“We’re not going to score our way to a championship. We have to make sure we become more difficult to play against. We have to defend.”
On the list of Mike Sullivan’s commandments, that one’s at the very top.
It’s what the Penguins hear from their head coach most often.
Game 1 against the Flyers suggested Sullivan’s players have once again gotten the message.
The Pens needed Scott Laughton to whiff on an open net and then a subsequent miraculous save by Matt Murray on Laughton’s re-try in the first period to eventually complete the shutout part of their 7-0 drubbing of Philadelphia.
But for the most part, Murray wasn’t overly taxed or threatened.
He was asked, much more often than not, to make saves one at a time on shots he could see coming.
He was good in the crease.
The Penguins were even better at team defense.
“That was as good a commitment to playing defense as we’ve had,” Sullivan assessed.
He sounded like he was bragging, like a proud parent.
The Pens’ commitment to playing defense included the forecheck, which bottled Philadelphia up and turned the Flyers over at times.
It included keeping the feet moving and applying back-pressure when necessary (Claude Giroux might want to take a few notes on that, or at least notice).
It included battling in front of Murray’s net to keep the slot area as clean as possible.
And it included blocking shots (24 of those).
The Penguins did all the dirty work and they still ended up scoring seven goals.
They didn’t need to trade chances with the Flyers or take a bunch of unnecessary risks to do it, either.
As the last two postseasons have confirmed, that’s a winning formula for the Pens.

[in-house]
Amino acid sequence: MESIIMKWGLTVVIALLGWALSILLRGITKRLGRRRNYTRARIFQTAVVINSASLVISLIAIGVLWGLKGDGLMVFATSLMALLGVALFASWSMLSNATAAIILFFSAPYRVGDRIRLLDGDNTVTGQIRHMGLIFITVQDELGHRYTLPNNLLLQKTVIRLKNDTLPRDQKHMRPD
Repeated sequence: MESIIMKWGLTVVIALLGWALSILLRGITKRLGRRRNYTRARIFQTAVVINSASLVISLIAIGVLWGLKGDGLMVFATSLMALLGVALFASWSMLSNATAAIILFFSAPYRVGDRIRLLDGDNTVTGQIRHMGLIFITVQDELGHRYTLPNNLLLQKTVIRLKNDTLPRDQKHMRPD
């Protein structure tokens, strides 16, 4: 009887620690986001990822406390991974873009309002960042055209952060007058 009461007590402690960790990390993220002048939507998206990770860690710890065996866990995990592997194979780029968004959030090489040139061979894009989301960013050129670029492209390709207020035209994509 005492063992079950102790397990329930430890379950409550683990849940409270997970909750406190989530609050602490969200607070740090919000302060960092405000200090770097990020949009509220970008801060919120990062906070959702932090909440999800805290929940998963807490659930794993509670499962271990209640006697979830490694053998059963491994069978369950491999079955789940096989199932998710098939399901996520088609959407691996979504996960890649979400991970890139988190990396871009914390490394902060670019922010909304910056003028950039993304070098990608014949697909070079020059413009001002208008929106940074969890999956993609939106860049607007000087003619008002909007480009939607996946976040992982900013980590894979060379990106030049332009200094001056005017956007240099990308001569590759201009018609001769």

But their play this season, even during what became a much more representative second half, suggested the Penguins might no longer be as interested in committing to defense the way they had in previous springs, that they were for some reason suddenly interpreting Sullivan’s First Commandment as optional rather than the edict it’s always been.
It was either that, or that Ian Cole was the only guy on the team capable of insulating the house and blocking shots.
Game 1 against the Flyers suffocated both of those narratives.
The highlight-reel stuff from Sidney Crosby and Evgeni Malkin was indeed spectacular.
So was Murray’s save on Laughton, even though there was no excuse for Laughton not burying his first attempt.
That’s what brought the house down at PPG Paints Arena and, in Crosby’s case, the hats down from the rafters.
But it’s the commitment to and the effort on defense the Penguins suddenly and convincingly displayed in Game 1 against Philadelphia that will prove much more sustainable in these playoffs.
Crosby isn’t always going to be able to manufacture a hat trick.
Malkin won’t always be free to roll like a freight train into the offensive zone unopposed.
And the other guy won’t always whiff on the yawning cage.
That’s when playing the right way, as Sullivan defines it, will become all the more imperative.
Game 1 against the Flyers confirmed the Pens still understand as much, that the “swagger” in their game Carl Hagelin has referenced repeatedly this week hasn’t yet invited overconfidence or the temptation to seek shortcuts.
And that’s what really made Game 1 against the Flyers so encouraging.
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